I’m a wash ashore.

I first visited Cape Cod 27 years ago.
I was drawn to this elbow of land that stretched out to sea, it permeated my innermost self, and 
I knew immediately, that one day, I would call this incredible place home.

12 years ago I purchased a run down cottage on the salt marsh banks of Scorton Creek, in scenic East Sandwich.
I relocated here, surrounded by views of Scorton as my back yard. Shortly afterwards, I was fortunate to acquire the historic “Bird Barn” also on the banks of Scorton, as my working studio. 
A short kayak from my cottage.

I was unfamiliar with this unique marsh terrain.
It was very odd, and far different from any landscape I had past experienced.
The broad flatness with it’s sculpted dripping wet peat banks, the grassy vegetation, odd smells and gurgling sounds, it was wonderfully strange and all too sublime.

Scorton Creek is a twisting tidal river with many tributaries that connects a large salt marsh system with the Cape Cod Bay.
“Scauton”, called by the English “Scorton”, is an ancient Indian name, derived from “squalk”, the Indian name of an aquatic
bird, and “o-tan” meaning town or village. Scorton, along with all of Cape Cod’s marshes are one of the last natural ecosystems in the Northeast.

Beyond a visual treat, the unspoiled wetlands of Scorton marsh are a nature lovers paradise.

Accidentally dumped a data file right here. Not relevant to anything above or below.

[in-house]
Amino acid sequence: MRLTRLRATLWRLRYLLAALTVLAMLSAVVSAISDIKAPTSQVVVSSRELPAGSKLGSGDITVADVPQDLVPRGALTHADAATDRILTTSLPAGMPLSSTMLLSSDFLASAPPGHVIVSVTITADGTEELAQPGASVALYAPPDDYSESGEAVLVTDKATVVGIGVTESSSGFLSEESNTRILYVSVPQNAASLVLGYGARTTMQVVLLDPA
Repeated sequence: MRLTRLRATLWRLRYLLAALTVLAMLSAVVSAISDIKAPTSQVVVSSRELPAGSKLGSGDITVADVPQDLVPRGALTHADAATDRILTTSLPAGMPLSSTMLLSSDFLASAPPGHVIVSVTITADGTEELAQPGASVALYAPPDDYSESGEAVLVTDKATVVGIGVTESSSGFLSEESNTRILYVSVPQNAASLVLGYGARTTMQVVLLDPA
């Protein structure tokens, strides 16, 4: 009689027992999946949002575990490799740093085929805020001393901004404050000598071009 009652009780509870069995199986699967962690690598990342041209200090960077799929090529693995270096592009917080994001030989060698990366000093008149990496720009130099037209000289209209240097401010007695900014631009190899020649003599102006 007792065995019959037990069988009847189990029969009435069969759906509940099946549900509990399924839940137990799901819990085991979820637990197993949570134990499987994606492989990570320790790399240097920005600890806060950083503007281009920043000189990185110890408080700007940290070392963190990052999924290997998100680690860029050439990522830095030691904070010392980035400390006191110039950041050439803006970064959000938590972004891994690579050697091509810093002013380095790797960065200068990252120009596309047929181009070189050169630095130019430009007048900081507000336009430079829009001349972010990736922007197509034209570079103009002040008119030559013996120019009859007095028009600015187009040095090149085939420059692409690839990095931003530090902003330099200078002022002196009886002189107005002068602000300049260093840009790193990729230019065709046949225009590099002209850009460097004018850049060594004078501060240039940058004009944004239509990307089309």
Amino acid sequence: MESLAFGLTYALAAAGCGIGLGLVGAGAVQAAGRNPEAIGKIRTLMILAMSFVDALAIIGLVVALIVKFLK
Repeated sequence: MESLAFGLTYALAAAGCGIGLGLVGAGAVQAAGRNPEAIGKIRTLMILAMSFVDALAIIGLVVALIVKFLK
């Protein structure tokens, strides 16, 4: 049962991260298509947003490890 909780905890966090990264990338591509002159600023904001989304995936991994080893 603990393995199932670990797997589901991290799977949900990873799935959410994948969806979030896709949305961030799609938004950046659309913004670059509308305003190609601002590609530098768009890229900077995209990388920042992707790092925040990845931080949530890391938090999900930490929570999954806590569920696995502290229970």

An abundance of wildlife calls home to this vast prairie of marsh.
This vibrant estuary is continually renewed everyday with an ebb and flow of each rising tide. 
The briny earthen aroma of this renewal is indicative only to a salt marsh and it peculiarly intoxicates me.
The marsh can be both invigorating and peaceful, mysterious and magnificent, placid yet teaming with energy and life.
This juxtaposition fascinates me.
Its a special place of spectacular splendor, where I can slow down, breathe the air, meditate on the peace and quiet of nature, and create. 

The interaction of color, shape, pattern and the rhythm of lights and darks drive my marsh inspired paintings.
The color mood of a scene completely compels me. This sensory experience is heightened by an underlying current of energy, captured in nature at extreme and fleeting moments.
I’m obsessed with color and light.
I get goosebumps when I can place one color next to another and can make it vibrate, or equally to make it push back or pull forward.
All this has lead me to become more and more of a process painter.  
Building up marks and layers upon layers of paint to create depth.
Adding paint and taking off paint.
The painting process is as important to me as the outcome.

I am constantly walking the Marsh for inspiration. Spending hours upon hours observing/recording; via sketches, color studies and photography. Taking it all back to the studio to dissect and rearrange into pleasing compositions. From there it’s anyone’s guess where the painting will go!

I jokingly liken my marsh journey and experience, to the first man landing on the moon!
The marsh has been my exploration in space and place!
I live and work on the marsh .                   
I am surrounded by it, it is my life.
I paint what I know, and what has become familiar to me. 
This endlessly complex and fascinating place has my entire attention.
It's an extremely intimate and personal relationship that has awakened my soul, and I am forever grateful.

I am so honored and thrilled to have “Man on the Marsh”, my first solo museum exhibition, at Cape Cod Museum of Art.

Ed Chesnovitch